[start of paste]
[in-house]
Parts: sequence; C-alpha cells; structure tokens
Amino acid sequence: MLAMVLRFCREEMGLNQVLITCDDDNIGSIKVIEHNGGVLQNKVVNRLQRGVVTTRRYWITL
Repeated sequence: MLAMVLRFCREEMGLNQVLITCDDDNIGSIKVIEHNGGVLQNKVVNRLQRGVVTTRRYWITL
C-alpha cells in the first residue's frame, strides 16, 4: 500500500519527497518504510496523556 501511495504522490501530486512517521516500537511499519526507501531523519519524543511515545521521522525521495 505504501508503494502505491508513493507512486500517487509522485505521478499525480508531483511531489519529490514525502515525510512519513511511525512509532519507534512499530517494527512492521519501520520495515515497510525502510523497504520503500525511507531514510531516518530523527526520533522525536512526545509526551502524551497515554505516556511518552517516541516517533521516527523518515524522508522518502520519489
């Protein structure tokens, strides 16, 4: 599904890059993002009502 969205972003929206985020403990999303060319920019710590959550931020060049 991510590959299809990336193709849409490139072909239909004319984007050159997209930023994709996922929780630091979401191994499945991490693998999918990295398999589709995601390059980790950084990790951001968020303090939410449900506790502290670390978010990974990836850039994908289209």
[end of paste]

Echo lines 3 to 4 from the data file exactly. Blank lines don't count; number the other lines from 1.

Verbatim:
Amino acid sequence: MLAMVLRFCREEMGLNQVLITCDDDNIGSIKVIEHNGGVLQNKVVNRLQRGVVTTRRYWITL
Repeated sequence: MLAMVLRFCREEMGLNQVLITCDDDNIGSIKVIEHNGGVLQNKVVNRLQRGVVTTRRYWITL